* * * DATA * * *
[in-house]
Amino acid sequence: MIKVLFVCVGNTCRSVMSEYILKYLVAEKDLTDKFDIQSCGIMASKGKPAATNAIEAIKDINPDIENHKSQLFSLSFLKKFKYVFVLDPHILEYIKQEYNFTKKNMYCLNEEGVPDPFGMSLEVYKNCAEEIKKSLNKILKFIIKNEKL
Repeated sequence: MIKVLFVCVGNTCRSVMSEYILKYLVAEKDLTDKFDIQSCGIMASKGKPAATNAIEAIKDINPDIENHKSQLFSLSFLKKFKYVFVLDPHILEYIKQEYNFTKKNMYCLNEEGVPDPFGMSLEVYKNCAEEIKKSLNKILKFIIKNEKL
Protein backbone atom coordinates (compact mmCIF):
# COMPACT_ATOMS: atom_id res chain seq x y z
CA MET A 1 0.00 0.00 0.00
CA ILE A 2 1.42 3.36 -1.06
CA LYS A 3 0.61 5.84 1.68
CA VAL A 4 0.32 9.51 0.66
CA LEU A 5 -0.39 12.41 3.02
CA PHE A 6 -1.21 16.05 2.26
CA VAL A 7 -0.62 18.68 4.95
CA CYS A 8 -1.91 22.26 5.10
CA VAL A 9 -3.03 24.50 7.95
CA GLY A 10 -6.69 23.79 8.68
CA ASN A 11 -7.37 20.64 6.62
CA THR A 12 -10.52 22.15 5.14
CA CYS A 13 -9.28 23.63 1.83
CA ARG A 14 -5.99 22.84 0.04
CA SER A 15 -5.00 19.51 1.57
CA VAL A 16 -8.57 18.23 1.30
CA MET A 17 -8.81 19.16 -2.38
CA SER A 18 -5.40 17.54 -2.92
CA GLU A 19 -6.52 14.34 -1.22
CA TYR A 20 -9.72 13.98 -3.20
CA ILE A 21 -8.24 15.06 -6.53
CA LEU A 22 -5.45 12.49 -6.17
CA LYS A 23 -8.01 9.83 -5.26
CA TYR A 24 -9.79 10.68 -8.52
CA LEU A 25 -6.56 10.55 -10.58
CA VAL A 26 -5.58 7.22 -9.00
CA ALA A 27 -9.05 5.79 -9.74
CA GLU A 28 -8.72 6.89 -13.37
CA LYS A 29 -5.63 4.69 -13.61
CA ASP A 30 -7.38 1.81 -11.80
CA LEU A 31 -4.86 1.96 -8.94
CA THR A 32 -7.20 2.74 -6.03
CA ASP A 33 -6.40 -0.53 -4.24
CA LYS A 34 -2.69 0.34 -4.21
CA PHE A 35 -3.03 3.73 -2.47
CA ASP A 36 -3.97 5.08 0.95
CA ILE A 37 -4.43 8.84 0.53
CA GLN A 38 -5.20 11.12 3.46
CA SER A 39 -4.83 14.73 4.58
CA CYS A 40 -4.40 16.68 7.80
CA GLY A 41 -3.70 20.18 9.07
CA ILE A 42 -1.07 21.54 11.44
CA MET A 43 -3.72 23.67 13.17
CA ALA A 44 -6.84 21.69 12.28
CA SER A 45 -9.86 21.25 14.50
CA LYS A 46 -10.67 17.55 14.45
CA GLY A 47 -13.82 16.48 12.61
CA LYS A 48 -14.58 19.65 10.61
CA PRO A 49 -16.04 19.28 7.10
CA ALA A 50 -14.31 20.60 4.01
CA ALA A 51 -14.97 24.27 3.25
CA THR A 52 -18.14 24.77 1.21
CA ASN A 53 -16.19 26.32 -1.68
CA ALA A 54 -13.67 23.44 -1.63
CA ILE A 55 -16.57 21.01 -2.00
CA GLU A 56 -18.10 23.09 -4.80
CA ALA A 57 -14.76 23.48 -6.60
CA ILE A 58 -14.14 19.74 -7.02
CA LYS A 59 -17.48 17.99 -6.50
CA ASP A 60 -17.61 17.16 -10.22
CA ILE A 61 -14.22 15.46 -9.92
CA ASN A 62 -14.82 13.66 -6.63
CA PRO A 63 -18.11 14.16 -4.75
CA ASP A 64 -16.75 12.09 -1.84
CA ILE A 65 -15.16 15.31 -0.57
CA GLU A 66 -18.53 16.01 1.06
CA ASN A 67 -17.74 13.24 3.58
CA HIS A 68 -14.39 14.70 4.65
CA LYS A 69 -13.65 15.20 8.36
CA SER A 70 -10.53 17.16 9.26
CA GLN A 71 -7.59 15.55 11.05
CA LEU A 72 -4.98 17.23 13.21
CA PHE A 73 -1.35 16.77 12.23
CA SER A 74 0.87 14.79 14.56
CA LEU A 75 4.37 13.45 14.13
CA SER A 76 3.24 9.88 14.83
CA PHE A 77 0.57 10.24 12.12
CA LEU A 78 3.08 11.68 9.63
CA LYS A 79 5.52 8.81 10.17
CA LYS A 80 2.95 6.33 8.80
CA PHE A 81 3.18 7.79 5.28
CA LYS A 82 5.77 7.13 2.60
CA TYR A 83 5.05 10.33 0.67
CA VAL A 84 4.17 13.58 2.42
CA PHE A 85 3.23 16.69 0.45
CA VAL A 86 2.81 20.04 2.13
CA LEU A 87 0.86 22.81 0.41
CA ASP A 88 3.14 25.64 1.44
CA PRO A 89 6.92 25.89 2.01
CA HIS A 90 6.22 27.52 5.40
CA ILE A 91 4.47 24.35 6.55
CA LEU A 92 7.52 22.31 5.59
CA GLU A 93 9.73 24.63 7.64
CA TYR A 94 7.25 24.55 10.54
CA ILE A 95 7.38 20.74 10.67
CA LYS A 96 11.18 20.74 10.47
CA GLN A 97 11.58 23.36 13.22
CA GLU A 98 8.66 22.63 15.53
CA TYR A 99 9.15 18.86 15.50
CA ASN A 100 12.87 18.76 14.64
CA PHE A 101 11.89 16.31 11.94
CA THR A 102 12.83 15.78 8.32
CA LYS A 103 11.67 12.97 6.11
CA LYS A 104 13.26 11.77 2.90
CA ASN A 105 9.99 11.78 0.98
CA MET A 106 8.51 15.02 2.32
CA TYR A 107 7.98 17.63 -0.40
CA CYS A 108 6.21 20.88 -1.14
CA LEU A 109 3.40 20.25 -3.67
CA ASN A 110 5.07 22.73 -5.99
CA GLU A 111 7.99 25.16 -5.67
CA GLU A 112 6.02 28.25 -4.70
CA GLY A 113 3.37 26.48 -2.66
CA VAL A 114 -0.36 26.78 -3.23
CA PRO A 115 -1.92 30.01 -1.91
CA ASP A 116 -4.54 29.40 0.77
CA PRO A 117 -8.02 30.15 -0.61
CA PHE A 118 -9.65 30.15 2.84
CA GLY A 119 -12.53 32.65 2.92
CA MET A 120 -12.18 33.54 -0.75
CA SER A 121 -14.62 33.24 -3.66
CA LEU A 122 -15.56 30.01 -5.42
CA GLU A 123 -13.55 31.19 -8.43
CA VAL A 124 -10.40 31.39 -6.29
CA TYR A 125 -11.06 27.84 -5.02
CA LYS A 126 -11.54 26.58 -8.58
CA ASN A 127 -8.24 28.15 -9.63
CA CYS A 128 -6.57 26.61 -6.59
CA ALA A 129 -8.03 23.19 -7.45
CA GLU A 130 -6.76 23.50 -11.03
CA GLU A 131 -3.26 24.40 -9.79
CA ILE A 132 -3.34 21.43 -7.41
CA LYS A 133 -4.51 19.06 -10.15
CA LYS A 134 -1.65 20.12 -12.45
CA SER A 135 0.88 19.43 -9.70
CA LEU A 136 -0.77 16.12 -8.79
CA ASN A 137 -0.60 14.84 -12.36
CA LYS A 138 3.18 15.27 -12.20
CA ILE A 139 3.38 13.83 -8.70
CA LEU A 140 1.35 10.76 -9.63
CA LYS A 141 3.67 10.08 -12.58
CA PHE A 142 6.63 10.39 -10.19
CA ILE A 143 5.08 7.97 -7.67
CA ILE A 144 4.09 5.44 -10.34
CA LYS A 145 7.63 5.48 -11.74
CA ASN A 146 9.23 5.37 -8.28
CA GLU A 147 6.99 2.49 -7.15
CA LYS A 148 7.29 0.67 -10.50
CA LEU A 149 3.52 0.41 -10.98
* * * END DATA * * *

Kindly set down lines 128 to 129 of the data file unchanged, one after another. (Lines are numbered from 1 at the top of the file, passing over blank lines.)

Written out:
CA GLU A 123 -13.55 31.19 -8.43
CA VAL A 124 -10.40 31.39 -6.29